SEATTLE - The 1962 Seattle World's fair ran from April 21 to October 21 of that year. But construction of the Space Needle started a year earlier, on April 17, 1961.
The 50th anniversary of the 1961 groundbreaking was celebrated at a Sunday ceremony at the base of the Seattle Center landmark. Participants included Bagley Wright, the sole living original investor in the privately owned structure.
"I can't believe it's here, any more than I can believe I'm here," he said.
Once the fair was over in the fall of '62, Wright wasn't sure if the needle was going to come back down as so many world's fair buildings do.
"I thought it was going to be a big hit during the fair, but after the fair I had no idea. And I still didn't know what a monument it was when I sold my interest in the middle '70s," he said.
On Sunday, Wright and others signed an enlarged napkin drawing of the Needle. That recalls how the idea for the needle was sketched on a napkin by businessman Eddie Carlson. He wanted something futuristic for the Seattle World's Fair.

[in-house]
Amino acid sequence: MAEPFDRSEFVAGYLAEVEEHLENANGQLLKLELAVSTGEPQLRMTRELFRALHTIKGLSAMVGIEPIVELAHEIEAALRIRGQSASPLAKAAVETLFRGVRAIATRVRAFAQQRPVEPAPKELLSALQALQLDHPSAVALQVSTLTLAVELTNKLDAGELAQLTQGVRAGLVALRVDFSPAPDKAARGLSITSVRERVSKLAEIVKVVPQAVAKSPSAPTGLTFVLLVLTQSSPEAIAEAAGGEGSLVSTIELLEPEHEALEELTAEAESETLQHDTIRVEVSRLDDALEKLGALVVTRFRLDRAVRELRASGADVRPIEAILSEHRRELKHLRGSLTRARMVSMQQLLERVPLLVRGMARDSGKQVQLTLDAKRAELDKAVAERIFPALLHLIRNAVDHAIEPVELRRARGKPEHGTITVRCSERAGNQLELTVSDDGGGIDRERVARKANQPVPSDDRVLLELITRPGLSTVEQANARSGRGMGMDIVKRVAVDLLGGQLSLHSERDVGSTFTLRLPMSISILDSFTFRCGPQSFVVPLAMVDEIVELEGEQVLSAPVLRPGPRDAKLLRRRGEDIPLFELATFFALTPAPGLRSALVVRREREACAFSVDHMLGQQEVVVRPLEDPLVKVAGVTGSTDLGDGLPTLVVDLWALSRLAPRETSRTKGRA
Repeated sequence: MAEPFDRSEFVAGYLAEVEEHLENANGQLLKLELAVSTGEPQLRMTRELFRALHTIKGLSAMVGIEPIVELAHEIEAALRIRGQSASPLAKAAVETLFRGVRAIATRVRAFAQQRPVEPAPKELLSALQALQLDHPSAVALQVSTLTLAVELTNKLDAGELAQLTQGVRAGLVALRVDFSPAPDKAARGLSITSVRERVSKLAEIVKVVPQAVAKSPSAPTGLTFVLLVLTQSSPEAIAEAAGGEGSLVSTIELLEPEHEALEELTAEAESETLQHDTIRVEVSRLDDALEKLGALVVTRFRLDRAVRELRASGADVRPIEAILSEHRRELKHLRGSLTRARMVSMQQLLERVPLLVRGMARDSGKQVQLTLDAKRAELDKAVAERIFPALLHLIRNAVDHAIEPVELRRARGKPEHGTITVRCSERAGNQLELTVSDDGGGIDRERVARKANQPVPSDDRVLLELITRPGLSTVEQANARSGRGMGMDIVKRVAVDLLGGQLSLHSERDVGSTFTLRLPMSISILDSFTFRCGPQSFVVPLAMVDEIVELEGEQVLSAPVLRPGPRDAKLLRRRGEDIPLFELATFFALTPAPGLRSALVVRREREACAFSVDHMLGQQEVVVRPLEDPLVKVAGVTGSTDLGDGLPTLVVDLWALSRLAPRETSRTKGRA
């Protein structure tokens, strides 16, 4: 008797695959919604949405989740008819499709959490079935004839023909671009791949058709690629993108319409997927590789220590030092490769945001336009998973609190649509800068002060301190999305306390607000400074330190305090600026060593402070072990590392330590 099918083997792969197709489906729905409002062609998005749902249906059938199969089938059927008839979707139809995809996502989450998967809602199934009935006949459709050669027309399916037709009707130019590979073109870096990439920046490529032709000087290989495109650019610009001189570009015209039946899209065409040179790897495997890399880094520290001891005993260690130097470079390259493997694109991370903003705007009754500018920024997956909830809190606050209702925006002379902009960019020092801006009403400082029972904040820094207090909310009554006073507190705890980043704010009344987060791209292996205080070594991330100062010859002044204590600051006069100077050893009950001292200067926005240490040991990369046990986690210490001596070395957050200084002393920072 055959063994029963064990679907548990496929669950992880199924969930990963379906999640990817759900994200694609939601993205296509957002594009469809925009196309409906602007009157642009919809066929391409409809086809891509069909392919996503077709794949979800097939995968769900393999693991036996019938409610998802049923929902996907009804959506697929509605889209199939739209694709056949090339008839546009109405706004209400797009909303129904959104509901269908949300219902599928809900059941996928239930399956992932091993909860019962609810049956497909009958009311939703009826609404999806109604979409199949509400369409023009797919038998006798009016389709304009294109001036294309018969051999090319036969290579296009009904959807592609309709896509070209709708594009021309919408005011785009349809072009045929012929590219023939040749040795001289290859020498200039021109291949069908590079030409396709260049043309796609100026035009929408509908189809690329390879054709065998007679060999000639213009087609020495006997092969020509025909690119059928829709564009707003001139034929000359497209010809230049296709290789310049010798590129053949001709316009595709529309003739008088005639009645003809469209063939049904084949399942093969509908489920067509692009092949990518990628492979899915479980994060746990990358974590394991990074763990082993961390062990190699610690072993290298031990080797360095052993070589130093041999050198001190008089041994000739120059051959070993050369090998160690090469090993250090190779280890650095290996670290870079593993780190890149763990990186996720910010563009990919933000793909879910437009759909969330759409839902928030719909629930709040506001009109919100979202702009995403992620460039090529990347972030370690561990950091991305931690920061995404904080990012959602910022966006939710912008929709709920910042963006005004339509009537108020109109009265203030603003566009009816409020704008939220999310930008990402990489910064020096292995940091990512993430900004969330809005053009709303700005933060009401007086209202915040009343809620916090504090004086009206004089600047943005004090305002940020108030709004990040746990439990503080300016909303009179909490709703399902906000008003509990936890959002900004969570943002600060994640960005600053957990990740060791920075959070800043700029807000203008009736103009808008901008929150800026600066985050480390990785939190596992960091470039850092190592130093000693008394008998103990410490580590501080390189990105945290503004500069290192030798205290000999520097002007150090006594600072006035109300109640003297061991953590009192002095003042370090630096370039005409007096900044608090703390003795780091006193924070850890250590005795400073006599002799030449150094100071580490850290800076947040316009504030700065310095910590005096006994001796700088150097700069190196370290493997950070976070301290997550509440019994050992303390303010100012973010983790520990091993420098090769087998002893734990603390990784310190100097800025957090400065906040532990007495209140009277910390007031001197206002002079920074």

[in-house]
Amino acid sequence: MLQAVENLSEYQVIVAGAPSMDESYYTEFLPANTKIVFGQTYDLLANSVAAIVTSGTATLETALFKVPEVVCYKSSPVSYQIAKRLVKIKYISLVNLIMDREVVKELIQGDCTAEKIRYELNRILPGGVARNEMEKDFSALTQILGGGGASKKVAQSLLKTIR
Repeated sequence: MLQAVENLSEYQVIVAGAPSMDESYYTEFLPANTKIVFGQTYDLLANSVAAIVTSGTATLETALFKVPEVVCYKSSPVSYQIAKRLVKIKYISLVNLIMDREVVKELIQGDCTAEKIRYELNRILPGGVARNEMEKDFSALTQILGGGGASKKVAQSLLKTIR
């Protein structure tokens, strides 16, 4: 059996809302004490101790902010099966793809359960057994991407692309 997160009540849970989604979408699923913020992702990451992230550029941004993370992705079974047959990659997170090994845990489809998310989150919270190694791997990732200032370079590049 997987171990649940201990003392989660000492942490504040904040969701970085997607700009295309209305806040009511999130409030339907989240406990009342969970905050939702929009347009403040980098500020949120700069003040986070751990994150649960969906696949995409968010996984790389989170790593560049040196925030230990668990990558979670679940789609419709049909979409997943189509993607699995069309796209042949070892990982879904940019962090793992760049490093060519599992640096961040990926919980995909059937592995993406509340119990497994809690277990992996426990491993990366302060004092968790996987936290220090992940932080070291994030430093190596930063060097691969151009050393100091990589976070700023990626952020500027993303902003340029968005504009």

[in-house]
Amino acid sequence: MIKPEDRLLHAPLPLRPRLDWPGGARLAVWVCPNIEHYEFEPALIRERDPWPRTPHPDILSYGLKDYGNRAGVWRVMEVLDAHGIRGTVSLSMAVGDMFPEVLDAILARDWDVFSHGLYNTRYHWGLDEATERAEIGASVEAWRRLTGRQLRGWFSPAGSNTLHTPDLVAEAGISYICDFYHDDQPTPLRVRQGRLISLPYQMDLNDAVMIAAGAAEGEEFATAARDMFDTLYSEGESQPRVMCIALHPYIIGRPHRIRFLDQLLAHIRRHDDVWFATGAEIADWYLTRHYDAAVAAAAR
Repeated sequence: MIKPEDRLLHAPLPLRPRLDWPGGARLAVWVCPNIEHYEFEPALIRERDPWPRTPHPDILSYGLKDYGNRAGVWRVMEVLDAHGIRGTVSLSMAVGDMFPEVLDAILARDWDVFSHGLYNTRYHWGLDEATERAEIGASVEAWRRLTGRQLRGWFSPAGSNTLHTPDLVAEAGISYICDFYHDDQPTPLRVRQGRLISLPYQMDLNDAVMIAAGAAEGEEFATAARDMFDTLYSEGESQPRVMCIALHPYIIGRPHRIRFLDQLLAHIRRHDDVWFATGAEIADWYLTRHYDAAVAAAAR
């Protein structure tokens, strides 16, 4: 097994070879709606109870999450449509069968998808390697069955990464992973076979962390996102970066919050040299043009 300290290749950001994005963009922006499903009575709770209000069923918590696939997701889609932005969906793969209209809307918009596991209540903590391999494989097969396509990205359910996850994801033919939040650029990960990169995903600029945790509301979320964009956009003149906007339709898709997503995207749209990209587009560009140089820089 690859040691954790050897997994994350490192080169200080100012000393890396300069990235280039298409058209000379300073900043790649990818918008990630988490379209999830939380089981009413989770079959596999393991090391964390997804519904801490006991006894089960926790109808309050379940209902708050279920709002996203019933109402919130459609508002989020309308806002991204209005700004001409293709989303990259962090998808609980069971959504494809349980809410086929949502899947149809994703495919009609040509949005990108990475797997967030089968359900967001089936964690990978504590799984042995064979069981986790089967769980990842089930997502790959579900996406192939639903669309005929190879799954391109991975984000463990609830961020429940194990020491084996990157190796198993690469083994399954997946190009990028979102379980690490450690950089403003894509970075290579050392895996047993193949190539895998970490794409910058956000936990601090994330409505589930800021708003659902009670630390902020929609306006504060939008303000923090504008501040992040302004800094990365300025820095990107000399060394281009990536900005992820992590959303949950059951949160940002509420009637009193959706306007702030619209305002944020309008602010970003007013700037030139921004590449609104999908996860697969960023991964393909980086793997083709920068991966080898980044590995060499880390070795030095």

The 605-foot tall Space Needle opened to fair visitors in April 1962 and has been a symbol of Seattle ever since.
"I think every single tourist who comes here for the first time, this is the first thing they want to see," said Carl Zapora, who always brings friends and relations from out of town down to the Space Needle for the dinner and the view.
These days, 85 to 90 percent of the visitors who come to the Space Needle every year are from outside of Western Washington.